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Wednesday, March 2, 2011

Super-Morgan Shepherd to the rescue

If Morgan Shepherd ever decides to quit driving, I think he may have found a new career -- man of the law.

Shepherd made news this week when he happened upon some fleeing thieves outside a Walmart, and decided to take action. He may be 69 years old, but anyone who has ever talked to Morgan knows he is not someone who sits in a rocking chair. He regularly exercises, is famous for his roller skating, and has plenty of spring in his step.

In true Morgan Shepherd fashion, when saw the thieves running with security people following, he took charge and managed to take down one of the fleeing thieves.

"I just got out and took off after them," Shepherd said. "I caught one of them just as they were getting ready to hop a little wall at the end of the parking lot. I yanked him down and got on top of him."

In a scene I would have loved to seen on video, the police then tossed Shepherd a pair of cuffs and he restrained the suspect while the police went after his cohorts.

"I cuffed him and sat on top of him," Shepherd said. "The police department officers showed up and asked if I could hold him a while longer while they ran down the others. I told them he wasn't going anywhere."

And in my favorite part of the story, Shepherd spend his time with the suspect lecturing him about the poor choices he made in life. So not only did he get taken down by a senior citizen, he also got a good talking to.

As someone who has talked to Morgan several times, I can say I am not surprised at all at this incident, as it fits very well with his belief system. Unlike some people who would have sat and watched, Shepherd knew he had to step in, because that’s just what comes natural to him. And those kind of beliefs are part of why so many people in the garage respect him and love the fact he’s still racing after such a long career.

Drivers getting antsy earlier
If you watched the first part of this past weekend’s race at Phoenix, you saw a lot of cars bouncing around like pinballs. Perhaps it was a sign that in the new NASCAR, with its new points system, things might get a little dicey more early in the race.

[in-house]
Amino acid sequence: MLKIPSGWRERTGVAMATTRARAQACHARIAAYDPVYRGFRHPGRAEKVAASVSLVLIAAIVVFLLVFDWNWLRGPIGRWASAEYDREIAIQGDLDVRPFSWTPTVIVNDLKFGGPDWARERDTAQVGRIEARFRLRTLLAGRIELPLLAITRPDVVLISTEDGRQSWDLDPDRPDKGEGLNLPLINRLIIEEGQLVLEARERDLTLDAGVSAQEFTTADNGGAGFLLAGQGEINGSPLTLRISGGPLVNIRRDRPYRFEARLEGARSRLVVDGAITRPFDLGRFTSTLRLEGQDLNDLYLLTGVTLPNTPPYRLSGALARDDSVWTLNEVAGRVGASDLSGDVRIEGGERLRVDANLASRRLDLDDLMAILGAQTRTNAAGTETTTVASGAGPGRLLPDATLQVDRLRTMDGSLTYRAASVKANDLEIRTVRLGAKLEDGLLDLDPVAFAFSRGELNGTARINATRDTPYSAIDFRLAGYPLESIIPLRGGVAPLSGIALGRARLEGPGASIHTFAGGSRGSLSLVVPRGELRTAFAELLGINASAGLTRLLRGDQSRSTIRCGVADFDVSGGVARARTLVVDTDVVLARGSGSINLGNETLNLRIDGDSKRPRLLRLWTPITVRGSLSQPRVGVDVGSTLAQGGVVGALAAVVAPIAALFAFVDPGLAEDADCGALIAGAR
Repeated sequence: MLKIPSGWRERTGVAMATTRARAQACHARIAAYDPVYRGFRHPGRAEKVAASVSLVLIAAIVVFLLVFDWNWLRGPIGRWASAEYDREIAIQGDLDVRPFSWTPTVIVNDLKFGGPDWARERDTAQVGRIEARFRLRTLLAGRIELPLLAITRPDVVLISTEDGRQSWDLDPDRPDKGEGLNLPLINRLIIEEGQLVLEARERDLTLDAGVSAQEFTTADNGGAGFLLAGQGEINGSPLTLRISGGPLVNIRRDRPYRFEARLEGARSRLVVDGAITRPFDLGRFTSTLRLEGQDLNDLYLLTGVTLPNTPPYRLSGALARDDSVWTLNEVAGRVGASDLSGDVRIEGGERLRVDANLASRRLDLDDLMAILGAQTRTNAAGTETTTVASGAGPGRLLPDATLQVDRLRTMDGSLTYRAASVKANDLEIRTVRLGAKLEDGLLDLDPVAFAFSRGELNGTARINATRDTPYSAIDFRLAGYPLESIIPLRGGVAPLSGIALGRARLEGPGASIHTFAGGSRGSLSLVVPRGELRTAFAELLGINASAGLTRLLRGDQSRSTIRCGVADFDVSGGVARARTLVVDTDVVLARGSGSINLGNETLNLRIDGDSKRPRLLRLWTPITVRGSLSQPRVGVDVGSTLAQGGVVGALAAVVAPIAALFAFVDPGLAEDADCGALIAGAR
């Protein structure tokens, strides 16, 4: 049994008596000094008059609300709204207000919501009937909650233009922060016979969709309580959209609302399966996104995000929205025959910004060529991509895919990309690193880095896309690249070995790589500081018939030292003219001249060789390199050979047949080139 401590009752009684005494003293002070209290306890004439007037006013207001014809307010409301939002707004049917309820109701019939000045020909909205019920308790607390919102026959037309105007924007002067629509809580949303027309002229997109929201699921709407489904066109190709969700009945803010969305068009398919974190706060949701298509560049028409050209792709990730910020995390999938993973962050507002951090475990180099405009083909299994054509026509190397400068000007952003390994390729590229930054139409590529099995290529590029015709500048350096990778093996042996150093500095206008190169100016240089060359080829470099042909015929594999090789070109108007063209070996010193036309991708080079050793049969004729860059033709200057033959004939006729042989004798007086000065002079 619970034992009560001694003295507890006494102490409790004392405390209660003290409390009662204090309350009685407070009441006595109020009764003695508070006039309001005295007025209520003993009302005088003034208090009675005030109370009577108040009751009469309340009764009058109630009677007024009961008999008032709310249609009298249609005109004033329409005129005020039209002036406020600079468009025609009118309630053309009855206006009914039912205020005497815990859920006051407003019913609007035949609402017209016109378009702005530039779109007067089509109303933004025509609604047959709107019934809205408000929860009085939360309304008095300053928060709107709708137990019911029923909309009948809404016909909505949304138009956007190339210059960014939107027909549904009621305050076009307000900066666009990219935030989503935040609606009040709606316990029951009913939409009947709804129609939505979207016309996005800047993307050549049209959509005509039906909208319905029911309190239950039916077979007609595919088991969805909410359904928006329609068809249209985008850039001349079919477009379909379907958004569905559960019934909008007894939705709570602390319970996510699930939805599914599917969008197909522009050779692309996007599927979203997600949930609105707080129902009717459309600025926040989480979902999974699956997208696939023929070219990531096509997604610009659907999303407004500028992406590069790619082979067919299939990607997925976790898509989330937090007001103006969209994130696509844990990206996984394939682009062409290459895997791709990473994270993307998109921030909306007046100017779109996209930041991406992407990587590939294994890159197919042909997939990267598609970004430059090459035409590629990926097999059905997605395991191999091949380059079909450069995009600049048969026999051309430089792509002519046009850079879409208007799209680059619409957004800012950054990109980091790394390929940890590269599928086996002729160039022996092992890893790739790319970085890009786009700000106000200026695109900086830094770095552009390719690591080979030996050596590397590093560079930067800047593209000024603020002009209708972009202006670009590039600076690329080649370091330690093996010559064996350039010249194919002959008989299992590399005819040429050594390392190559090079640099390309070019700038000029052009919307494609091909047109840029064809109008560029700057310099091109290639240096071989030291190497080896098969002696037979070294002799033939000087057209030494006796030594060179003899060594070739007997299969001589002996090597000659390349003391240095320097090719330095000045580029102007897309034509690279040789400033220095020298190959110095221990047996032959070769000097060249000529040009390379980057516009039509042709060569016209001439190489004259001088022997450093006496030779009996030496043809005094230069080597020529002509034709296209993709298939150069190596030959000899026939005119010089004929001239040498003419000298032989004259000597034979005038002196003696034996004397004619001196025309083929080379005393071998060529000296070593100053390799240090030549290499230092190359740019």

Despite a denial from Kenseth, Brian Vickers said that Matt Kenseth got a little to close and ruined his day at Phoenix – and that he won’t forget it.

"The 17 ran us into the wall, door slammed us into the corner coming out of turn two, just 67 laps into a very, very long race. I felt like it was unnecessary and I'm sure it will come back to him."

Vickers said he’s noticed an increase in aggressiveness right out the gate in 2011.

"In general, I think everyone is racing hard because track position is important. All the cars are so even and it's so hard to pass right now.
You can get besides someone and it's very difficult to complete the pass. Guys are really racing hard for that position -- for every single spot. But in general, I didn't have anybody that I felt raced me unnecessarily hard or unnecessarily rough until we got wrecked."

Clint Bowyer – who got caught up in a wreck -- said that while points are very important, drivers need to be smarter or it will be an ugly year on track.
“They were driving like it was the last lap! Man, if we keep this up we’ll only about four cars to end all these races,” Bowyer said. “I have no idea what happened. Everybody was checked-up all over the place and running into the back of us and we got crashed. But it’s just stupid. To be racing this hard this early in a race; we’re all smarter than this. We’re driving like idiots. It’s just stupid.”

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